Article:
It can be deeply exhausting to read, over and over again, such unvarnished negativity, and to see a character we grow to care for mired in self-hatred. Bluntly, repeatedly, we hear of Jude’s relapses into self-harm and read his chorus of hateful inner voices. But this granular portrayal of depression and, eventually, grief, is the greatest strength of the novel. Despite occasional bursts of lyricality, Yanagihara has composed most of A Little Life in smooth, readable prose. Yet Yanagihara captures the mundanities of mourning with piercing accuracy -- the realization that you've forgotten your loved one's voice, the conflicting desires to hear them spoken of and to never hear their name because it's so painful.

A Little Life is ambitious, and its flaws are commensurately major: the indistinctness of many secondary characters, the lapses and odd elisions in the narrative. The story's themes tend toward the trite: The past isn't really past, to paraphrase Faulkner. Most strikingly, A Little Life possesses adult fairy tale elements similar to The Goldfinch, sometimes straining the reader’s credulity. Jude’s origins are horrifyingly tragic and isolated, yet the life he discovers with his college friends is lavishly endowed with physical comforts, financial stability, and supportive relationships. So many of both the most miserable and the happiest elements of the book test our willingness to suspend disbelief, to live in the world Yanagihara has created, which looks so much like our own.

But the triumph of A Little Life’s many pages is significant: It wraps us so thoroughly in a character’s life that his trauma, his struggles, his griefs come to seem as familiar and inescapable as our own. There’s no one way to experience loss, abuse, or the effects of trauma, of course, but the vividness of Jude’s character and experiences makes the pain almost tangible, the fall-out more comprehensible. It’s a monument of empathy, and that alone makes this novel wondrous.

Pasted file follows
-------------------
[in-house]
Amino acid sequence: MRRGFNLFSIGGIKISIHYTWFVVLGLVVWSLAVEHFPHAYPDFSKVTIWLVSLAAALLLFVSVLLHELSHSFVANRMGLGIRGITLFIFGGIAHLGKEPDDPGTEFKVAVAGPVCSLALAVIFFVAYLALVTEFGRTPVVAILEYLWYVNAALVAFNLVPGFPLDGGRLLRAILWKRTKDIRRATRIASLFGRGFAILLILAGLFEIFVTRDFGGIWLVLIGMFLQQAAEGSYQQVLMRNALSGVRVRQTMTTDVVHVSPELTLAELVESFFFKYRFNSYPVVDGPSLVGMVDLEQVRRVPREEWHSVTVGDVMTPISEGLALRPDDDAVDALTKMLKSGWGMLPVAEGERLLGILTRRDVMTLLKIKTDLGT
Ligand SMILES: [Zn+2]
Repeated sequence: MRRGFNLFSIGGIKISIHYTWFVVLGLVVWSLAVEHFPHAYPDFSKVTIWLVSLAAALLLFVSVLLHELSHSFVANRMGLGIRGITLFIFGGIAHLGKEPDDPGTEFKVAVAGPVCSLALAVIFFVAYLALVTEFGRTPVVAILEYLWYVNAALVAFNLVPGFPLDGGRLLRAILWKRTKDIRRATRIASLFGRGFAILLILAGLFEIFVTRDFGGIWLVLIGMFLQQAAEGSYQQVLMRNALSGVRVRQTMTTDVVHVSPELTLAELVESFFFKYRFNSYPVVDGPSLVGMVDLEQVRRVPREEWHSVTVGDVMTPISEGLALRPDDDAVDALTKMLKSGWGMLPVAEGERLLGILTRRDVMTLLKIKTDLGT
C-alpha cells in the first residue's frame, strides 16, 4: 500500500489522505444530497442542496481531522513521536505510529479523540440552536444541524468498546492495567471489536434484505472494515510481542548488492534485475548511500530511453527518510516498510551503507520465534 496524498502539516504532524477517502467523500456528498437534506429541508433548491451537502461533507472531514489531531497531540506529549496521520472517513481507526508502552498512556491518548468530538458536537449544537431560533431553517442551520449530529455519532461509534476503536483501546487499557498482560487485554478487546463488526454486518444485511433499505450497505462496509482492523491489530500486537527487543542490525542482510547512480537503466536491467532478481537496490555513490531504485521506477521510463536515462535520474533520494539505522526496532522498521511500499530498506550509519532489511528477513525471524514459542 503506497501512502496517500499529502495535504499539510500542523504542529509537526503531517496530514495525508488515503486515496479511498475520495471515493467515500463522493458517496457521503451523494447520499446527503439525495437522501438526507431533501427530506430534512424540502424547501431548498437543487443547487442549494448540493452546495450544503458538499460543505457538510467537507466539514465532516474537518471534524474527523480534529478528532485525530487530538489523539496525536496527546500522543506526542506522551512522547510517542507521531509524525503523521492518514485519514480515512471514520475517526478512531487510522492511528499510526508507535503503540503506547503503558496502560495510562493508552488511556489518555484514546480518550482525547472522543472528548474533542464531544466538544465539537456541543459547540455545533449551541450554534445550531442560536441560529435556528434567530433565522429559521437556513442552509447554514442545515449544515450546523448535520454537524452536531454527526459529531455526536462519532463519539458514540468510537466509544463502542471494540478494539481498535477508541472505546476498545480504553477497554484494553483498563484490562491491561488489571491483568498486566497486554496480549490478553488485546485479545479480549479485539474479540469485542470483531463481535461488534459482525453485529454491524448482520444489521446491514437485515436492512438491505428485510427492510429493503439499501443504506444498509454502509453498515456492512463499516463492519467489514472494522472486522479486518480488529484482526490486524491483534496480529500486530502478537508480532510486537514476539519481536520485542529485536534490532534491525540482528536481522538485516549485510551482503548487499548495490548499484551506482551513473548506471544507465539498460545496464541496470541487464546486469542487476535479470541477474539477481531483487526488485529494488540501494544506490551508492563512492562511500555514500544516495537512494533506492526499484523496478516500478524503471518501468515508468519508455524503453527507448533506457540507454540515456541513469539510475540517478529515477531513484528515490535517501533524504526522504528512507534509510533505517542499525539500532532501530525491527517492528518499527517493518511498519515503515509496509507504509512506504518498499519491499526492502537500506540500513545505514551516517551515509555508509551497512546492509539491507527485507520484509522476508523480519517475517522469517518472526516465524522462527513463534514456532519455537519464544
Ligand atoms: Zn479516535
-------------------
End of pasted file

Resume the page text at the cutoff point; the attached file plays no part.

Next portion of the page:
The Bottom Line:
A Little Life is a flawed but impressive novel that lifts the veil on the heart-wrenching consequences of trauma and loss.

What other reviewers think:
Kirkus: "The phrase 'tour de force' could have been invented for this audacious novel."

Publishers Weekly: "By the time the characters reach their 50s and the story arrives at its moving conclusion, readers will be attached and find them very hard to forget."

Who wrote it?
Hanya Yanagihara lives in New York City. A Little Life is her second novel. Her first was the critically acclaimed The People in the Trees, which was published in 2013.

Who will read it?
Fans of modern-day emotional epics like The Goldfinch, and readers who enjoy cathartic narratives about tough, intractable issues.

Opening lines:
“The eleventh apartment had only one closet, but it did have a sliding glass door that opened onto a small balcony, from which he could see a man sitting across the way, outdoors in only a T-shirt and shorts even though it was October, smoking. Willem held up a hand in greeting to him, but the man didn’t wave back.”

Notable passage:
“The hyenas were still chasing him, but now he could see, very far in the distance, a house with an open door, and he knew that once he had reached that house, he would be safe, and everything that pursued him would fall away. They didn’t like it, of course -- they could see the door as well, they knew he was about to elude them -- and every day the hunt got worse, the army of things chasing him stronger and louder and more insistent. His brain was vomiting memories, they were flooding everything else -- he thought of people and sensations and incidents he hadn’t thought of in years. Tastes appeared on his tongue as if by alchemy; he smelled fragrances he hadn’t smelled in decades. His system was compromised; he would drown in his memories; he had to do something.”